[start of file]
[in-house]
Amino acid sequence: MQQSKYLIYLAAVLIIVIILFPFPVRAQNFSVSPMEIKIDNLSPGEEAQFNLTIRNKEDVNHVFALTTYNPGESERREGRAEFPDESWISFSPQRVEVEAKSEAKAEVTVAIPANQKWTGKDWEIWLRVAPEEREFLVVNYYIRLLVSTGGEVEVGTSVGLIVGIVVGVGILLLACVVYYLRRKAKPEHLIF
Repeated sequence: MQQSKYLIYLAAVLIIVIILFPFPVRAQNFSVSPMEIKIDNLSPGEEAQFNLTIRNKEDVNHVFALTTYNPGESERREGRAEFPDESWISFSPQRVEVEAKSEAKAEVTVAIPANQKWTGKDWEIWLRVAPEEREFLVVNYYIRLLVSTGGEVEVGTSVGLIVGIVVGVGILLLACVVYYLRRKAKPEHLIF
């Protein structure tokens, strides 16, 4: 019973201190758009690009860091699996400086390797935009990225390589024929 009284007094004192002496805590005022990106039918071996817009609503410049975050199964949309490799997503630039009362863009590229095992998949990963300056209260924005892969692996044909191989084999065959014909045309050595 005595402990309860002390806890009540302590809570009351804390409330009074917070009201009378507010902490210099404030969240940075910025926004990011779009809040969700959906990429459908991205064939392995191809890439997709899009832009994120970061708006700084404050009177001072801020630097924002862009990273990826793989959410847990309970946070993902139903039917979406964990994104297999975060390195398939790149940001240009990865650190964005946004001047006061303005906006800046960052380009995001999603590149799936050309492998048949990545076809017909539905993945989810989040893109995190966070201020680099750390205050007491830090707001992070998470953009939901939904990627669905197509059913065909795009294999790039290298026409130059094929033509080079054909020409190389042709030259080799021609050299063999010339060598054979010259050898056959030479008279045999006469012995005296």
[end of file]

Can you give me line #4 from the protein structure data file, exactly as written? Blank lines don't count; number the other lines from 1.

């Protein structure tokens, strides 16, 4: 019973201190758009690009860091699996400086390797935009990225390589024929 009284007094004192002496805590005022990106039918071996817009609503410049975050199964949309490799997503630039009362863009590229095992998949990963300056209260924005892969692996044909191989084999065959014909045309050595 005595402990309860002390806890009540302590809570009351804390409330009074917070009201009378507010902490210099404030969240940075910025926004990011779009809040969700959906990429459908991205064939392995191809890439997709899009832009994120970061708006700084404050009177001072801020630097924002862009990273990826793989959410847990309970946070993902139903039917979406964990994104297999975060390195398939790149940001240009990865650190964005946004001047006061303005906006800046960052380009995001999603590149799936050309492998048949990545076809017909539905993945989810989040893109995190966070201020680099750390205050007491830090707001992070998470953009939901939904990627669905197509059913065909795009294999790039290298026409130059094929033509080079054909020409190389042709030259080799021609050299063999010339060598054979010259050898056959030479008279045999006469012995005296």